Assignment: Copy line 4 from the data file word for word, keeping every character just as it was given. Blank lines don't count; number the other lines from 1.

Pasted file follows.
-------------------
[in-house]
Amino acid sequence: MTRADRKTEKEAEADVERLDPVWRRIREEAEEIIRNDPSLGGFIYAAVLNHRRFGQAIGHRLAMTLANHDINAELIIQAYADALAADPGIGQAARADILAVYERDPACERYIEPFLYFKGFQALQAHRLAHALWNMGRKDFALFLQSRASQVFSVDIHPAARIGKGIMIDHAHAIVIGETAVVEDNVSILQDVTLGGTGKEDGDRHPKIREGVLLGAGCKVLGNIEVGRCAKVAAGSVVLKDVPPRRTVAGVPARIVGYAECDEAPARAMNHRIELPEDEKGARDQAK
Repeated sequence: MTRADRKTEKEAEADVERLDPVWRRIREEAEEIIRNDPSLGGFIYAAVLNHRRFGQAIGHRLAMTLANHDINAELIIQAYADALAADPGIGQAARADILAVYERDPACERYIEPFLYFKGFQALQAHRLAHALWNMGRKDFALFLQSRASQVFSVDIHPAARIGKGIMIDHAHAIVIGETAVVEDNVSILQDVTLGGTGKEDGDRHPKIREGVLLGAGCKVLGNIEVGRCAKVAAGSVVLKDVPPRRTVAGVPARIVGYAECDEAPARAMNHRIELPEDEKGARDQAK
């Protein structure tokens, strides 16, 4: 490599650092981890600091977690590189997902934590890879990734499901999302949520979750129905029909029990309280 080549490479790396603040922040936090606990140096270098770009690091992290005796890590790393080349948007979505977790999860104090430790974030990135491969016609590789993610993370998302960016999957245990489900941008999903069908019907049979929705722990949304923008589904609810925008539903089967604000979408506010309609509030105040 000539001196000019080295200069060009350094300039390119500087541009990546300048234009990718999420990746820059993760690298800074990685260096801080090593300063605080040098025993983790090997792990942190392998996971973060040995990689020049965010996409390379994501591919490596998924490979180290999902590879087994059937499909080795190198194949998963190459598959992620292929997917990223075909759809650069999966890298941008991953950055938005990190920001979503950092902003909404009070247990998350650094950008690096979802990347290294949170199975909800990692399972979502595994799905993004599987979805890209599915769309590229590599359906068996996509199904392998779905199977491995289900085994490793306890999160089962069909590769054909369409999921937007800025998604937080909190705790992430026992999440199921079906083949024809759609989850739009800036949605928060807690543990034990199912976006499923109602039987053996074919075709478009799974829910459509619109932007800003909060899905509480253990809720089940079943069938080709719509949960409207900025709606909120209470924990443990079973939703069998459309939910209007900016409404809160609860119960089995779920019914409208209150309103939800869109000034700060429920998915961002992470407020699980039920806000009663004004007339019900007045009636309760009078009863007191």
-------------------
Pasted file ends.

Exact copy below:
């Protein structure tokens, strides 16, 4: 490599650092981890600091977690590189997902934590890879990734499901999302949520979750129905029909029990309280 080549490479790396603040922040936090606990140096270098770009690091992290005796890590790393080349948007979505977790999860104090430790974030990135491969016609590789993610993370998302960016999957245990489900941008999903069908019907049979929705722990949304923008589904609810925008539903089967604000979408506010309609509030105040 000539001196000019080295200069060009350094300039390119500087541009990546300048234009990718999420990746820059993760690298800074990685260096801080090593300063605080040098025993983790090997792990942190392998996971973060040995990689020049965010996409390379994501591919490596998924490979180290999902590879087994059937499909080795190198194949998963190459598959992620292929997917990223075909759809650069999966890298941008991953950055938005990190920001979503950092902003909404009070247990998350650094950008690096979802990347290294949170199975909800990692399972979502595994799905993004599987979805890209599915769309590229590599359906068996996509199904392998779905199977491995289900085994490793306890999160089962069909590769054909369409999921937007800025998604937080909190705790992430026992999440199921079906083949024809759609989850739009800036949605928060807690543990034990199912976006499923109602039987053996074919075709478009799974829910459509619109932007800003909060899905509480253990809720089940079943069938080709719509949960409207900025709606909120209470924990443990079973939703069998459309939910209007900016409404809160609860119960089995779920019914409208209150309103939800869109000034700060429920998915961002992470407020699980039920806000009663004004007339019900007045009636309760009078009863007191």